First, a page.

The province will have to step up its vaccination efforts if the majority of Ontarians are to be inoculated by the end of the year. Queen’s Park says plans are in the works to do just that.
On Tuesday, Public Health Ontario reported over 7,600 vaccines were administered to people across the province. Prior to that, there were fewer than 5,000 daily inoculations since the program began in mid-December. At that rate, it would take over five years to vaccinate the majority of the over 14 million people in Ontario.
The province would have to ramp up its efforts to at least 27,500 vaccines per day to make sure most of us are inoculated by the close of 2021.
Ontario Premier Doug Ford acknowledged on Monday the province was slower to roll out its vaccine program. “We’re ramping it up and you’re going to see a significant difference over the next few weeks,” he said at the University Health Network, watching as healthcare workers there got their second of two doses of the vaccine.
Queen’s Park outlined on Tuesday how it will continue the vaccination program, with a focus on long-term care facilities; the provincial government has vowed to make sure all residents, health care workers, and essential caregivers in long-term care homes in Toronto, Peel, York, and Windsor receive their vaccinations by January 21.
“Ontario continues to make important progress in quickly and safely vaccinating our frontline health care workers, our most vulnerable and those at greatest risk, and we continue to administer doses to thousands of Ontarians across the province,” said Christine Elliott, Deputy Premier and Minister of Health. “Our Vaccination Distribution Task Force, led by General Rick Hillier, has put a plan in place to get these doses distributed and administered as quickly as possible and that plan is working.”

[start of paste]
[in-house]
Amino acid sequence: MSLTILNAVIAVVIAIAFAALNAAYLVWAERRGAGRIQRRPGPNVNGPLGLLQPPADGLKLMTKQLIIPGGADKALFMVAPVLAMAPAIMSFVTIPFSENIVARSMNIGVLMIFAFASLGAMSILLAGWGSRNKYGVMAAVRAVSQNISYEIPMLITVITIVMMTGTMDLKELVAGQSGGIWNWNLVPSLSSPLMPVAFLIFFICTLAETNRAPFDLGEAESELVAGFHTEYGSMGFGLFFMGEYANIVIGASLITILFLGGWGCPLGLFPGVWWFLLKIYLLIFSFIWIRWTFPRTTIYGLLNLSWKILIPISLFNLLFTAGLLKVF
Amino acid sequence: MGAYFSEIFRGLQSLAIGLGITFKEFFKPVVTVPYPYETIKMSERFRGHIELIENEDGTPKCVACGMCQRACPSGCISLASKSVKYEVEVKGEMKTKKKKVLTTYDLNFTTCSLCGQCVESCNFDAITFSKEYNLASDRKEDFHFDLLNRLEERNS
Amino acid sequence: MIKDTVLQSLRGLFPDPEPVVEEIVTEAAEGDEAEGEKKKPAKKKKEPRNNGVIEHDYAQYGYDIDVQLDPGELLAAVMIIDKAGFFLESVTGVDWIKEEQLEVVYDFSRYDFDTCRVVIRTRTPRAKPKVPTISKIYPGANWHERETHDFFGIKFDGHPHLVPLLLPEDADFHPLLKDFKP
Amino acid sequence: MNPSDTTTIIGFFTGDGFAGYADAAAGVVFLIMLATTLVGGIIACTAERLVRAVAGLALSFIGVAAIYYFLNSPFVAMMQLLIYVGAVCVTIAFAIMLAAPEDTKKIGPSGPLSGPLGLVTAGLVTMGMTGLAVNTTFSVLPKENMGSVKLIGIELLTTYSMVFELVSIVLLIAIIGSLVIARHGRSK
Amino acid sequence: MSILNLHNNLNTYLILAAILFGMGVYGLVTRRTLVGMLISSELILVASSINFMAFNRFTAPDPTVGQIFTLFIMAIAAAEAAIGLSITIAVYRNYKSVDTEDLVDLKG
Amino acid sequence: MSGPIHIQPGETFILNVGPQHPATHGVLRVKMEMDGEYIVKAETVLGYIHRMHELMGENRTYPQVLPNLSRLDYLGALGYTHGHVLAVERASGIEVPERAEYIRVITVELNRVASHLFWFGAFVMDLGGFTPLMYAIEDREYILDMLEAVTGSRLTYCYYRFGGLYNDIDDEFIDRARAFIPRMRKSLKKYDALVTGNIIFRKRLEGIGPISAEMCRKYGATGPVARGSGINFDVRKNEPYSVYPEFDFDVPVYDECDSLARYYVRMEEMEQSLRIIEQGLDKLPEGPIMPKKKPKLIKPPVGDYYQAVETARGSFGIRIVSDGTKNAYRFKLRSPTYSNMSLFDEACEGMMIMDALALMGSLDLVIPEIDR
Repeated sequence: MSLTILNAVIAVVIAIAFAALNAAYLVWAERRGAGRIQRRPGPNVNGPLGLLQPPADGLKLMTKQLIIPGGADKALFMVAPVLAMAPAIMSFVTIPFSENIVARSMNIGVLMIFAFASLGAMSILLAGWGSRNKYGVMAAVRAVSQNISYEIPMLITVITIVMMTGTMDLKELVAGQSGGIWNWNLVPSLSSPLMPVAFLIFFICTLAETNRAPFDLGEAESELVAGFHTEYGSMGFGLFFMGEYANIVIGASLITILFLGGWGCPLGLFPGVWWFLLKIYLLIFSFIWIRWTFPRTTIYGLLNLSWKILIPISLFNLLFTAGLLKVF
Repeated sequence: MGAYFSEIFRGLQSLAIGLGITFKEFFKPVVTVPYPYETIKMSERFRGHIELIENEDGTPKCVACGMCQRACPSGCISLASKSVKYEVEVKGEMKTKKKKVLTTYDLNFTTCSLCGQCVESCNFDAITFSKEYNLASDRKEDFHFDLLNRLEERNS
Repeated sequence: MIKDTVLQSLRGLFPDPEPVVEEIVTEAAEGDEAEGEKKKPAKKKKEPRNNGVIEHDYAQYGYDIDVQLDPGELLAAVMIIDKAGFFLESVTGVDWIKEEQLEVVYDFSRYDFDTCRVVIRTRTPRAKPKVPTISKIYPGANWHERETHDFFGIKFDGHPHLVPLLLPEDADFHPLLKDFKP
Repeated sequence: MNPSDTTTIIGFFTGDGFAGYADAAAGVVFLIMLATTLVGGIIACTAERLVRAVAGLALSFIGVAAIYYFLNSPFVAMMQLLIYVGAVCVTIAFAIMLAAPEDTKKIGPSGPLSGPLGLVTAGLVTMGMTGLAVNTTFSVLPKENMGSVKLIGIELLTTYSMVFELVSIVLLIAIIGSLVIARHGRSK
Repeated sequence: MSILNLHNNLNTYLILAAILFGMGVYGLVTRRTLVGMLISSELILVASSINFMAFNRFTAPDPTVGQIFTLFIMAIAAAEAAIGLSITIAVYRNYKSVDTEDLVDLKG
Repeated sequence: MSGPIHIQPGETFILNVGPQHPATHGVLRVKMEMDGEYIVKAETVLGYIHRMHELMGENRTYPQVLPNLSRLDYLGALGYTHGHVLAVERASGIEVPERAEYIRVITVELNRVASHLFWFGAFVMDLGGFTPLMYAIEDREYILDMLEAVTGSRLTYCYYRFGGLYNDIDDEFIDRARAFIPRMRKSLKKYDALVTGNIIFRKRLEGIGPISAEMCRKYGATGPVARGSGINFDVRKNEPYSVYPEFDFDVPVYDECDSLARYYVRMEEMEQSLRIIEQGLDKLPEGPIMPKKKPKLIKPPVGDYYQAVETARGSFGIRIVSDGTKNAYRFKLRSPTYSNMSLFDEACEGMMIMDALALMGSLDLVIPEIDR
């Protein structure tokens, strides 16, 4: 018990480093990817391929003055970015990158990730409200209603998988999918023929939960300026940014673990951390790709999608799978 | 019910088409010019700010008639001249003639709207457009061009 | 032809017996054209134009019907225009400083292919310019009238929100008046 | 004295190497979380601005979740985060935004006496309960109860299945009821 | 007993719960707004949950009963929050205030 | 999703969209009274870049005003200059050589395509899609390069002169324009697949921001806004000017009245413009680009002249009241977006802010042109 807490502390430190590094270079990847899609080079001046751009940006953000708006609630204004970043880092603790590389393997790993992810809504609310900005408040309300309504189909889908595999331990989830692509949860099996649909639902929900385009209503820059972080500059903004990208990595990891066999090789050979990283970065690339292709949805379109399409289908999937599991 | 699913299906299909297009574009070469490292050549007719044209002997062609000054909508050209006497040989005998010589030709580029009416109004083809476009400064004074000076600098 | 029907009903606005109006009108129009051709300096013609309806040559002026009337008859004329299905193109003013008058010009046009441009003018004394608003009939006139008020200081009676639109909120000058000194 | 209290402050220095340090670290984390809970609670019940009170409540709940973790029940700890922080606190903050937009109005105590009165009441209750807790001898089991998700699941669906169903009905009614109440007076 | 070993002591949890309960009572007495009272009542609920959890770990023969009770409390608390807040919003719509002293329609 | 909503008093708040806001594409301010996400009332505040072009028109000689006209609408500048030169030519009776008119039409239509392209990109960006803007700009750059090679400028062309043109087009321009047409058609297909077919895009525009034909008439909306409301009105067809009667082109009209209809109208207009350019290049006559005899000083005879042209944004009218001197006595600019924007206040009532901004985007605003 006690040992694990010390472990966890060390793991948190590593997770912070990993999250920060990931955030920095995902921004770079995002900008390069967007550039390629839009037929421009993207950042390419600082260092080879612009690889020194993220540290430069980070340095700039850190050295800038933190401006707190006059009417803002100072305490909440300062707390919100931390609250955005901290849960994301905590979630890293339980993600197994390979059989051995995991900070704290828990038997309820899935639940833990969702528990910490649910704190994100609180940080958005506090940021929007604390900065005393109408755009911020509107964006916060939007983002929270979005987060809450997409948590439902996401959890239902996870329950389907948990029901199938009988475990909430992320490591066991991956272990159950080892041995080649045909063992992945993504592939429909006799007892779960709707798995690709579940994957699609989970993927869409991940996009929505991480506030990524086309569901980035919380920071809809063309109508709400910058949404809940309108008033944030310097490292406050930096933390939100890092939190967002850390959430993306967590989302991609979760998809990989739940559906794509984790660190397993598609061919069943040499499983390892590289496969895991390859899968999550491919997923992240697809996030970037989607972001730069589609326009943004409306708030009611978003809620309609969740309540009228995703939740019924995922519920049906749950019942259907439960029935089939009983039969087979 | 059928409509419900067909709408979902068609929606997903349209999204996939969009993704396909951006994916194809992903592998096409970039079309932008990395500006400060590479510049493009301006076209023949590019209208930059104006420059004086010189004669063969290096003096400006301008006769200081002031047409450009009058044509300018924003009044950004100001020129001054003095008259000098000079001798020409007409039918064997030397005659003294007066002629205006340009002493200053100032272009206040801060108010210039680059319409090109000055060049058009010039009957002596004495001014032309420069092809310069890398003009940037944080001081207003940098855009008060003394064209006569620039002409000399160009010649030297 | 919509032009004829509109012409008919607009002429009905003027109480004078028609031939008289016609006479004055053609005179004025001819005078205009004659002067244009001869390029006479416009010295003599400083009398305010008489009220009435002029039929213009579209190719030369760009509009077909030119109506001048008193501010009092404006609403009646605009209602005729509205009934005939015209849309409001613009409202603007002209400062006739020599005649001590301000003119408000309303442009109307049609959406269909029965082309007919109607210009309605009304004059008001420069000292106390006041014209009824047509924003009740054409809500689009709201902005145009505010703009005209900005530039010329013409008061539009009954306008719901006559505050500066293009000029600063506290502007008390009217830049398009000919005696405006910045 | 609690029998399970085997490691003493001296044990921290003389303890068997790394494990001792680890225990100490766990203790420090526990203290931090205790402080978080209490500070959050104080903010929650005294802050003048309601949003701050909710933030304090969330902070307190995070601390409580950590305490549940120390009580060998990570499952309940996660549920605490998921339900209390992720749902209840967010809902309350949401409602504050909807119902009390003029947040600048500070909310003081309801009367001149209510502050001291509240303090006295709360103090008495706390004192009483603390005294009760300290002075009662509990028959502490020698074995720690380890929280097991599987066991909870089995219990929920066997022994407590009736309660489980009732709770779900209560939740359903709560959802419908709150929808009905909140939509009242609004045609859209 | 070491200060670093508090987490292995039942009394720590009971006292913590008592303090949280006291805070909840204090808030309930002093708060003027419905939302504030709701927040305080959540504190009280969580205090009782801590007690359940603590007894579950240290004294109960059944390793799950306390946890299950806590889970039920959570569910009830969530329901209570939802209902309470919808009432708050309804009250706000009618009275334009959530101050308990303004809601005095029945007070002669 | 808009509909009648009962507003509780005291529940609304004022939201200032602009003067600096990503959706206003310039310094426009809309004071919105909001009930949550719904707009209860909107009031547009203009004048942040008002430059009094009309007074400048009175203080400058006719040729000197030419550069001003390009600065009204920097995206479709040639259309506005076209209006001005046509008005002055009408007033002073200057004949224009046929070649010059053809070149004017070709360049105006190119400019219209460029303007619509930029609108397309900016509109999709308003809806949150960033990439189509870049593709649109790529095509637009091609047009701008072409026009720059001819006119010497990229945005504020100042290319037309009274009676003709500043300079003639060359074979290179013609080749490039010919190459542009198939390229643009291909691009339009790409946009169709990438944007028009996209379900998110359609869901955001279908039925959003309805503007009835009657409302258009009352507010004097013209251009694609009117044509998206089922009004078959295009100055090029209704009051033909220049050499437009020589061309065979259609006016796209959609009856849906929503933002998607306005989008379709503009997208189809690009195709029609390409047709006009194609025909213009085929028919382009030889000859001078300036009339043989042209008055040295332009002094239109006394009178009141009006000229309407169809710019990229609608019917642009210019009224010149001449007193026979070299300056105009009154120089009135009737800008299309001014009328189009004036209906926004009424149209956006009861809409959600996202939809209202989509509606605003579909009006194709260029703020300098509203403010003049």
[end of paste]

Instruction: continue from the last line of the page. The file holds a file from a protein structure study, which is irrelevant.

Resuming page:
In a technical briefing held by public health officials on Tuesday, the key successes from the first days of inoculation were highlighted, but so were the lessons learned. Specifically, opportunities for future rollouts include the need to prioritize a framework for health care workers beyond long-term care staff.
“We are getting the vaccine to those who need it most as quickly as possible,” said General Rick Hillier (retired). “Every vaccination has the potential to save a life. Our focus is on getting the vaccines to the most vulnerable, as well as to the outstanding men and women who serve and care for our long-term care residents.”
To date, the province has established 44 vaccine sites across Ontario, including in Barrie. The province hopes to expand to seven additional hospitals and two public health units by the end of this month.